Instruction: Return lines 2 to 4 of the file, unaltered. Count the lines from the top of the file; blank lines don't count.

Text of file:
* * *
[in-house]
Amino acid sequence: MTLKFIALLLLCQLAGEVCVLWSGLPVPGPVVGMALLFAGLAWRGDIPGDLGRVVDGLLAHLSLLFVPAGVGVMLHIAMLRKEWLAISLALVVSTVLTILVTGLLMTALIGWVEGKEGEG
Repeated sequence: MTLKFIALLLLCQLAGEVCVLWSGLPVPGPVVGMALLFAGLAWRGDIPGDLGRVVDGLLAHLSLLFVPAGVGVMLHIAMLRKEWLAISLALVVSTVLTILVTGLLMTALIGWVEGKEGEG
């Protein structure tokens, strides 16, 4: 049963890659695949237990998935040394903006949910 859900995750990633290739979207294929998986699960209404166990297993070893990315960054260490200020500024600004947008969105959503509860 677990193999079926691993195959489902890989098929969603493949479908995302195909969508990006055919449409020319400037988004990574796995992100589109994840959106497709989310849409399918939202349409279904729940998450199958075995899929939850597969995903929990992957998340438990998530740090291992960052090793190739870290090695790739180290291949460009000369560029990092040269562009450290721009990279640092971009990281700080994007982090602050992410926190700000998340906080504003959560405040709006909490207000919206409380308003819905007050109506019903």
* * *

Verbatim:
Amino acid sequence: MTLKFIALLLLCQLAGEVCVLWSGLPVPGPVVGMALLFAGLAWRGDIPGDLGRVVDGLLAHLSLLFVPAGVGVMLHIAMLRKEWLAISLALVVSTVLTILVTGLLMTALIGWVEGKEGEG
Repeated sequence: MTLKFIALLLLCQLAGEVCVLWSGLPVPGPVVGMALLFAGLAWRGDIPGDLGRVVDGLLAHLSLLFVPAGVGVMLHIAMLRKEWLAISLALVVSTVLTILVTGLLMTALIGWVEGKEGEG
């Protein structure tokens, strides 16, 4: 049963890659695949237990998935040394903006949910 859900995750990633290739979207294929998986699960209404166990297993070893990315960054260490200020500024600004947008969105959503509860 677990193999079926691993195959489902890989098929969603493949479908995302195909969508990006055919449409020319400037988004990574796995992100589109994840959106497709989310849409399918939202349409279904729940998450199958075995899929939850597969995903929990992957998340438990998530740090291992960052090793190739870290090695790739180290291949460009000369560029990092040269562009450290721009990279640092971009990281700080994007982090602050992410926190700000998340906080504003959560405040709006909490207000919206409380308003819905007050109506019903």